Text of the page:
Interview with Larry Swedroe at the 2/23/13 RTP Bogleheads Meeting
Notes by Dan Griffin
Small edits by Steve Thorpe
Treating the unlikely as impossible: There is no way to estimate the likelihood of absolute catastrophes. You want to build a portfolio that protects you from these types of unforeseen events, but there are tradeoffs. Never treat the likely as certain.
Risk: Ability, Willingness, and Need to take
You might have the ability to take 100% equity risk, but that doesn’t mean you should.
Your working capital can be viewed as a bond that pays out over many future years.
You better have the need to take the risk, or you shouldn’t be taking it. Otherwise it is foolish.
First look at marginal utility of wealth. High marginal utility, you can take more risk. Once you have won the game (whether 1 million or whatever), you should take chips off the table. You have to think about the consequences. It doesn’t matter what you think is likely, you want to build protection against any possible occurrence.
Concentrate your equities and the buy the safest possible fixed income to get the highest sharpe ratio.
Risk is when you know (or estimate) the odds. Uncertainty is when you have no idea what the odds are. In “Fooled by Randomness” the author talks about envisioning what’s the worst that can happen. There’s no way to even estimate the odds of something like attacks and the like.
This is one of the reasons that the equity premium exists. Because in order to take risk where you can’t even estimate the odds, you need to be paid well for it. But for a lot of people, they meet their goals without taking those kinds of risk. But they likely need to reduce needs, work longer, etc. Probabilities of outcomes shouldn’t count for much. It is the consequences that should dominate your thinking.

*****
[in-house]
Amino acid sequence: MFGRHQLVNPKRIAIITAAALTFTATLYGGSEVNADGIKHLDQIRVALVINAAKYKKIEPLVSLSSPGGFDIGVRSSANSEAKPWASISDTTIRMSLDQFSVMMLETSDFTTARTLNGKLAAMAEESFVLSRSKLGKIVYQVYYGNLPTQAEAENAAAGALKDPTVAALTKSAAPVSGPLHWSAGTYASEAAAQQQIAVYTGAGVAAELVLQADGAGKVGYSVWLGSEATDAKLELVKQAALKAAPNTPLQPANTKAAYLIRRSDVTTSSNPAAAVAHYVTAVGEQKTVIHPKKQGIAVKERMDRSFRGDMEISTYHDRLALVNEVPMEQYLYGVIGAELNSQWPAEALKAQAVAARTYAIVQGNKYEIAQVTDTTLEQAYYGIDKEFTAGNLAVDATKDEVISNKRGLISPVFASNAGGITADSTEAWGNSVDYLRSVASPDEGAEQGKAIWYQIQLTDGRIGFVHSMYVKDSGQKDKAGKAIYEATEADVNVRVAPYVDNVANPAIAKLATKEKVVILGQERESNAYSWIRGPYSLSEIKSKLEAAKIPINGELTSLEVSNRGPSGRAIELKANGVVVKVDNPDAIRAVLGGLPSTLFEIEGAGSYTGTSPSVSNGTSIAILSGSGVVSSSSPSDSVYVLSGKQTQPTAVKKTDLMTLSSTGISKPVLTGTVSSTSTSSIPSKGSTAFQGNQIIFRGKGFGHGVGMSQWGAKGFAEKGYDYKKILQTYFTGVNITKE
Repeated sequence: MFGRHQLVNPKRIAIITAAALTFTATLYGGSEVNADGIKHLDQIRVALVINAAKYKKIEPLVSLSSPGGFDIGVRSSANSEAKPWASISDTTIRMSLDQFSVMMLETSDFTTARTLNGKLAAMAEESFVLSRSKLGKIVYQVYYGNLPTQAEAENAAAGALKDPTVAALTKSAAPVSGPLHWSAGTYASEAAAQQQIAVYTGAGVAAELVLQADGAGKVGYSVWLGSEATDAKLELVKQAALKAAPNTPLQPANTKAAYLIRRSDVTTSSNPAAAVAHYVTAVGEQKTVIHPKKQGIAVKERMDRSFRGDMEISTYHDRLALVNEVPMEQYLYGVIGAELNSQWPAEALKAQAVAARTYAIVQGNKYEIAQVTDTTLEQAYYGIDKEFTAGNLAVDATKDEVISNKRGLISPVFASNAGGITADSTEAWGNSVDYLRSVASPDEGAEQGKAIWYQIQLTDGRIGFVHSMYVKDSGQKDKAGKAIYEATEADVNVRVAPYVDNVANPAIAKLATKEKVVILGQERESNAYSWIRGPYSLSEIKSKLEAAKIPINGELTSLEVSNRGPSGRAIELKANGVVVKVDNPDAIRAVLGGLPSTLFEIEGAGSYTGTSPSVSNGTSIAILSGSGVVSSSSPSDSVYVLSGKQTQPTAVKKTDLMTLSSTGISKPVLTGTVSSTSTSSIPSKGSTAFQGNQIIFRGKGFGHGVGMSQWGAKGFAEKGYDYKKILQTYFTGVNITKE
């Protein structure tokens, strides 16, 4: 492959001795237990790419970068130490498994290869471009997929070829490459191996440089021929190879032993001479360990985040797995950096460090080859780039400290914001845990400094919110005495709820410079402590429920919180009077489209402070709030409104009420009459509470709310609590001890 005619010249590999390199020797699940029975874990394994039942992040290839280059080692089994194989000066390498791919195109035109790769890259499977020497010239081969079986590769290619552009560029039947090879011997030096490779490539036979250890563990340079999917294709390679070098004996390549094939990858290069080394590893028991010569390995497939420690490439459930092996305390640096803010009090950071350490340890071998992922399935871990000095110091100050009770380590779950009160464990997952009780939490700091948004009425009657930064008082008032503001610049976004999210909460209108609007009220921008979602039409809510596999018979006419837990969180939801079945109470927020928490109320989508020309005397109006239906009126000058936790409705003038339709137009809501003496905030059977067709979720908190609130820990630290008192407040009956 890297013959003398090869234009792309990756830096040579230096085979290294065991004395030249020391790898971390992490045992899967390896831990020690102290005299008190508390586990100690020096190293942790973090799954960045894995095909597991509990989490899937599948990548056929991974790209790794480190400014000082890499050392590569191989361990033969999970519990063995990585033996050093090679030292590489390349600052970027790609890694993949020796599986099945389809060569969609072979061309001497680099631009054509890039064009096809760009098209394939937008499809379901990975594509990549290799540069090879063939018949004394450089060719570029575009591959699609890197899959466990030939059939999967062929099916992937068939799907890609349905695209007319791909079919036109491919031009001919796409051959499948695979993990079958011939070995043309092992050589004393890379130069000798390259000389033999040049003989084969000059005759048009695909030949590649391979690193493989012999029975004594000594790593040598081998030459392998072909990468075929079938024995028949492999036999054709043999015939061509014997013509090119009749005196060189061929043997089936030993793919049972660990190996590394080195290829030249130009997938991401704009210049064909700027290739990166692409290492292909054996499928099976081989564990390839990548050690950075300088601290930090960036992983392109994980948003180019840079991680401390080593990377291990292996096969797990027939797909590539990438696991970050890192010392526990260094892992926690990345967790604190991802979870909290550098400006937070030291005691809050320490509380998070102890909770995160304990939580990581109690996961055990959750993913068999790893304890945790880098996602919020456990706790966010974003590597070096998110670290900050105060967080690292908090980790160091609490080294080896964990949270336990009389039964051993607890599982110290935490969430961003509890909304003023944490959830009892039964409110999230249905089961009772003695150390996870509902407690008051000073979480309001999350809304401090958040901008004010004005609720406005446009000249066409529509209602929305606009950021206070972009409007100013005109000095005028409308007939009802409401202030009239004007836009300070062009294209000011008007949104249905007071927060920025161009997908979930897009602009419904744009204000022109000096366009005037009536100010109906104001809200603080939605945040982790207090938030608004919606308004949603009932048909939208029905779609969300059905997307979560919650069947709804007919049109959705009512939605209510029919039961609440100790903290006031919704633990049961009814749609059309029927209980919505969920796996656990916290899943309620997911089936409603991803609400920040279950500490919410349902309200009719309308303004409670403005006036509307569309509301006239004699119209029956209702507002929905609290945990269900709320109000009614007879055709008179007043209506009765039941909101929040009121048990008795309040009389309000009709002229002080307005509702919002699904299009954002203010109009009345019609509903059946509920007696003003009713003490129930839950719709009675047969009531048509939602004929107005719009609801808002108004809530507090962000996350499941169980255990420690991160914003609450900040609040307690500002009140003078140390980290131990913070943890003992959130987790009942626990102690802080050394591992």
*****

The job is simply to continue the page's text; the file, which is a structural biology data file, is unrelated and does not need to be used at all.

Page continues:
If too many people start indexing, will it become a bad idea? In wise investing made simple, he has a chapter called “what if everyone indexes.” For example, we’re seeing a flood into high yield funds, that is pushing the price up and the yields down. The first sign of a bubble is when credit starts to be loosened. When the bond market is telling you one thing and the stock market tells you the other, listen to the bond market. The stock market is moved much more by emotion.
Junk bonds do well when the bond covenants are strong, but right now we are starting to see rather weak covenants.
The index trend is only moving at about 1% per year. Today 13-14% of individual money and 40% of inst. money is indexed. So it is still a fairly small percent. We have a long way to go before this becomes a problem. However, this may become a problem in the future. The acceleration into indexes is speeding up. Oddly enough, trading volumes have soared in the last decade even though indexing has grown.
What’s your opinion of enhanced index funds (DFA, RAFI, Wisdom Tree, etc.)?
DFA core funds is a brilliant strategy. If you think of a 4 components (large, large value, small, small value) with 25% in each. The problem with this is that you have to rebalance and trigger tax and have trading costs. It is more tax efficient to own 25/25/25/25 in one fund. You also have the same issue if a stock goes out of one category into another. The emerging market has to sell israel, and the developed market fund has to buy it. Much more efficient to hold in one fund.
One of the flaws in indexing is that they announce changes to indices and that active traders can trade ahead of the index funds and get an advantage. Vanguard is trying to correct this by going with MSCI.
What he doesn’t like about RAFI and Wisdom Tree is that they reconstitute once a year whereas the more efficient way to do it is to reconstitute every day.
A high dividend strategy is a very bad one. You may get lucky, but the long-term data shows underperformance.
Bill Bernstein has put thought into this. Bill thinks you are making a suckers bet by putting money in long-term bonds at this point. When the economy recovers, if the fed doesn’t remove the stimulus, we will get inflation. But the fed isn’t dumb, they are concerned about the risk. They are thinking of unwinding this sooner.